Ways which the English Legal System encompass the doctrine of the rule of law What makes an Impartial Judiciary so important? Lisa Webley and Harriet Samuels defined the separation of powers as a theory or doctrine that describes the way in which a state organises the distribution of power and function between its different parties. The separation of powers is divided into three branches which are the executive, legislative and Judiciary. Impartiality means that the judge should not show bias to any of the parties. The two parties should be treated in the same way in terms of equality.
To begin, we must understand the meaning of the rule of law and why the UK courts implement this constitutional principle in day to day practice. British jurist and constitutional theorist A.V. Dicey paved the way for much of our understanding of the rule of law we know today; giving a strong starting point for academics such as Lord Bingham and Joseph Raz whom later on developed the formal and substantive theories of the rule of law. Dicey has three key principles: no punishment unless there is a breach of the law; Law should not be exercised arbitrarily; and there should be a consistency in the creation of law. Dicey simply means that an individual should be aware of laws which apply to them, they are free to act as they please, whether they
In defence of the school of legal positivism Introduction Legal positivism is a legal philosophy or thought advocating for the written rules of law to be only the source of law. The implication hereof is that in the interpretation of any text of law recourse should be sought in the wording of that very same law or text to be interpreted. In our view, this is a sound philosophy because it promotes and maintains legal certainty by basing the interpretation of law on known and written rules, rather than some unwritten rules or personal opinion of judges that may be based on some ethical and moral principles. In this regards, the separation of law from morals as maintained by positivist thinking may contribute to the neutrality and objectivity
Neutrality implies not judging the validity of an opinion. Dworkin does not rule out the possibilities of some judgments going wrong, and some being right than others but still maintains that judges have a responsibility to interpret the law, and that they should interpret the law in its best moral light. Dworkin’s point is that we should accept that all legal disputes are solved are solved using the law itself. Hart believes that there can be gaps in law, although there are sources like the Constitution of the Republic of South Africa, he still maintains that such sources will at some point prove to be indeterminate, forcing judges to exercise discretion.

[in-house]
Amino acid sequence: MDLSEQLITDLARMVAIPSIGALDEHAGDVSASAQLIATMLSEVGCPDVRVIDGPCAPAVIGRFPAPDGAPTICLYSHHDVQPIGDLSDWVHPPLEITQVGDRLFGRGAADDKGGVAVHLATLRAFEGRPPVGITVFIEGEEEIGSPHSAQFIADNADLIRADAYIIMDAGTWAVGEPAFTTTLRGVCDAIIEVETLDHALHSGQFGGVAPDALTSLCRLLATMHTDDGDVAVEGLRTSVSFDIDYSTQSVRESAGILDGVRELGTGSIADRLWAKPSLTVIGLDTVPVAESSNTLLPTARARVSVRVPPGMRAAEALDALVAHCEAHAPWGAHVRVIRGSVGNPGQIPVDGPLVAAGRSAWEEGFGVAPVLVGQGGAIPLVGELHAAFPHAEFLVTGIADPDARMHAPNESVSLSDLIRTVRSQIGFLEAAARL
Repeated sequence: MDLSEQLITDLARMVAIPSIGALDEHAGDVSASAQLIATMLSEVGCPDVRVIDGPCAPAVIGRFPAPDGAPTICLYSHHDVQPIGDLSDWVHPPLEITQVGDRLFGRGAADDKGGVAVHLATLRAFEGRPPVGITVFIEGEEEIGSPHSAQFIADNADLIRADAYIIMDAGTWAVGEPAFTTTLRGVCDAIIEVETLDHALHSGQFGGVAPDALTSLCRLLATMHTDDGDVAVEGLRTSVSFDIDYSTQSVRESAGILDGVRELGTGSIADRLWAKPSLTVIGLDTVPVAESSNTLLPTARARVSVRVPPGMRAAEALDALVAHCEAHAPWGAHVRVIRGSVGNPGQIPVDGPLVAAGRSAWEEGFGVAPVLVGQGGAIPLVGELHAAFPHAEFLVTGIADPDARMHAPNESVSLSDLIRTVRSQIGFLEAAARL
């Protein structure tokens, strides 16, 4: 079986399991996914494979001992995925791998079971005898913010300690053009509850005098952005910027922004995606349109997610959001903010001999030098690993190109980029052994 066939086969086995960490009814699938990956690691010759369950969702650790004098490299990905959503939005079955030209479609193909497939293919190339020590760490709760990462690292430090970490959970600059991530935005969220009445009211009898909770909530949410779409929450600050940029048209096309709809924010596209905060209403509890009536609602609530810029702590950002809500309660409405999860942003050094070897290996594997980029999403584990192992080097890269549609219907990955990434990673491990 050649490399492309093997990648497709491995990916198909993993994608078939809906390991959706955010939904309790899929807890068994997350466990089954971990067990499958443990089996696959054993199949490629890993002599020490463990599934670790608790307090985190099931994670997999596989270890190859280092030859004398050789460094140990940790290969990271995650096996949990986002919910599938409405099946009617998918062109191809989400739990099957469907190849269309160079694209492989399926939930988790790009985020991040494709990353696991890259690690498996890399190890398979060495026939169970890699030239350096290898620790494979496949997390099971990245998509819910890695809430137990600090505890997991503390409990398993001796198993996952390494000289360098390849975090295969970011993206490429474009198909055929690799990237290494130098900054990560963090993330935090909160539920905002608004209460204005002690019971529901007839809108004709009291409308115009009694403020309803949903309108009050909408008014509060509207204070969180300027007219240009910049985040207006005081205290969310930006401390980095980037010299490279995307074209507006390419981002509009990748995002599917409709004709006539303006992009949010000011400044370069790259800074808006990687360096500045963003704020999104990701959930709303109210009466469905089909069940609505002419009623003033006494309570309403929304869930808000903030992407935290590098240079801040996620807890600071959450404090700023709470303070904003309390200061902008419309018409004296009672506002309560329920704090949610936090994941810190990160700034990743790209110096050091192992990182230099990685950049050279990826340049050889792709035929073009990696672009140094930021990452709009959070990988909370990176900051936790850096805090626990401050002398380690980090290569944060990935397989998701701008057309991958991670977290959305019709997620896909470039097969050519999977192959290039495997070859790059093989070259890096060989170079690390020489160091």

His view was that those in power should be subject to some sort of 'higher' law and should govern in accordance with that law. Writing in the Victorian era Professor A V Dicey in his work The Law of the Constitution stated that the rule of law was one of the main features of the constitution of the United Kingdom and that, in this context, the phrase embraced at least three distinct though kindred concepts. In his 1st theory Dicey was asserting that, in those societies where the rule of law obtains, the law does not give those in authority wide, discretionary powers to interfere with the personal freedom or property of the... ... middle of paper ... ...he seizure of his books and papers, but since the warrant didn't specify any particular offence, these actions were not authorised by Common Law or statute, and therefore were unlawful. In the case of Ghani v Jones (1970) the plaintiff's passport was taken away from him when his wife disappeared under suspicious circumstances. It was held that the police had no grounds to retain a person's passport unless they had grounds for arresting him.